On Sunday 20th September 2015 my mum, Debbie Hill, passed away while on holiday in Barbados from a sudden cardiac arrest.
In her memory, me and my family wish to raise money to help buy a defibrillator for the local community.
According to statistics from the British Heart Foundation, around 30,000 people in the UK alone have a cardiac arrest each year outside the confines of a hospital.
The chance of survival after the heart stops falls by around 10% for every minute that passes without defibrillation, and it can often take the emergency services several minutes (and sometimes longer) to arrive. While it is unlikely that anything could’ve saved my mum, we hope that giving somebody access to a defibrillator could save them and make a positive difference to their life, as well as the lives their of friends and family.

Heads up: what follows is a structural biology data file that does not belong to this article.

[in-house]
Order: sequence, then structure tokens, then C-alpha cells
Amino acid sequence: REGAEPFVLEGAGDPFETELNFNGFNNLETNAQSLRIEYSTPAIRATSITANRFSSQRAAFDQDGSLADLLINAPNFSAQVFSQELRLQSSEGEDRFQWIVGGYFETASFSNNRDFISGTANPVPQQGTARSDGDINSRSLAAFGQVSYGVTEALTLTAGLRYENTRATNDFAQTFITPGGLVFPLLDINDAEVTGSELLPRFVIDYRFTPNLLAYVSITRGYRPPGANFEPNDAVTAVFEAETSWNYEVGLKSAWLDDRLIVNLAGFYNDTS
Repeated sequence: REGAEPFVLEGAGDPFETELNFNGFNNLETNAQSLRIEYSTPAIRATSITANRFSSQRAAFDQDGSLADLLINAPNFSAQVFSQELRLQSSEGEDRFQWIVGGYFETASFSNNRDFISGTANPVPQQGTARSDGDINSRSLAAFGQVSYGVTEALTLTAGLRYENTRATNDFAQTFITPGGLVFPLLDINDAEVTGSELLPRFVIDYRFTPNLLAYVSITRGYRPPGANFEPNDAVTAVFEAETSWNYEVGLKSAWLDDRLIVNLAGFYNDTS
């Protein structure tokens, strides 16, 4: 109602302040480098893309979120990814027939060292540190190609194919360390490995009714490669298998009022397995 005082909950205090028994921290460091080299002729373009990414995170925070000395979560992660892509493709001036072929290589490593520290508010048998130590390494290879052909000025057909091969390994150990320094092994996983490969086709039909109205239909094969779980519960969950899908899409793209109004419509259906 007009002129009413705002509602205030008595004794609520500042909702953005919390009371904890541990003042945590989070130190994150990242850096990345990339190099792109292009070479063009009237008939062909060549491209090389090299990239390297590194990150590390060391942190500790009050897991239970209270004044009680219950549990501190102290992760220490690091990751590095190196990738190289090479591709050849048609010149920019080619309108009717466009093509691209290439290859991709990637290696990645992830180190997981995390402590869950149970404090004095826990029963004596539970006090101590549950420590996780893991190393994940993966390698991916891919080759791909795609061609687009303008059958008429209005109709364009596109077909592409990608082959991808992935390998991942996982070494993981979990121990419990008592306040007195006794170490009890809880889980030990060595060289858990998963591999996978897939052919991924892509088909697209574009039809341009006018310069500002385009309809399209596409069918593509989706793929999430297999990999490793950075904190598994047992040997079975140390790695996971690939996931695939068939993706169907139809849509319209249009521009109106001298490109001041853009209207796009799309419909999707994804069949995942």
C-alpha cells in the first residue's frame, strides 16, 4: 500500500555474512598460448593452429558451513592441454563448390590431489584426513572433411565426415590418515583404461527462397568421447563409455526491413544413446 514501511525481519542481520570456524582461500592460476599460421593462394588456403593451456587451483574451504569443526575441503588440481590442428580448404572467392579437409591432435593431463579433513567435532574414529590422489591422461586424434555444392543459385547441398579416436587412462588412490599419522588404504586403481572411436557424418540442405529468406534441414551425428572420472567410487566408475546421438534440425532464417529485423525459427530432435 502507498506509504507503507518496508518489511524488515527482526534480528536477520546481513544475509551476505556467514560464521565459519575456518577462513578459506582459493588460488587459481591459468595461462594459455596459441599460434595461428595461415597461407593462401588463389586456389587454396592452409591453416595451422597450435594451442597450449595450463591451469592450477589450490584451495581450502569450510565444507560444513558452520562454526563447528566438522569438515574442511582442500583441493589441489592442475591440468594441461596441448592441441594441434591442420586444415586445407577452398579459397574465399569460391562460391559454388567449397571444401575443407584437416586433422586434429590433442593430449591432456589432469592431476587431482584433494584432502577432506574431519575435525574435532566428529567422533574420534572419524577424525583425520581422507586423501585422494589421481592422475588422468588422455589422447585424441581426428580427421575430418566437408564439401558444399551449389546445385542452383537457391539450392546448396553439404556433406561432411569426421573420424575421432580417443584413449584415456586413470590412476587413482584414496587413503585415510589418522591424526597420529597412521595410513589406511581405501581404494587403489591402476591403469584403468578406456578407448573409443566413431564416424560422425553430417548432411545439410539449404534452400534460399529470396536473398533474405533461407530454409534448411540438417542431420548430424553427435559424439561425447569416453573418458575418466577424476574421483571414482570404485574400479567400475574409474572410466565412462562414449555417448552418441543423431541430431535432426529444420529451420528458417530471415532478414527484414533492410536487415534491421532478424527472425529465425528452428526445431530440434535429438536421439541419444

What is defibrillation?
Defibrillation is a process in which an electronic device gives an electric shock to the heart. This helps re-establish normal contraction rhythms in a heart that is having dangerous arrythmia or is in cardiac arrest.
Although there is no guarantee that a defibrillator will save a person’s life, it will give them a much greater chance of survival.
In the UK, we are now starting to see defibrillators appear on high streets, in schools and at community centres – but they are very expensive and there is still a long way to go to ensure they appear in every corner of a city, town or village ready for a time when they may be needed.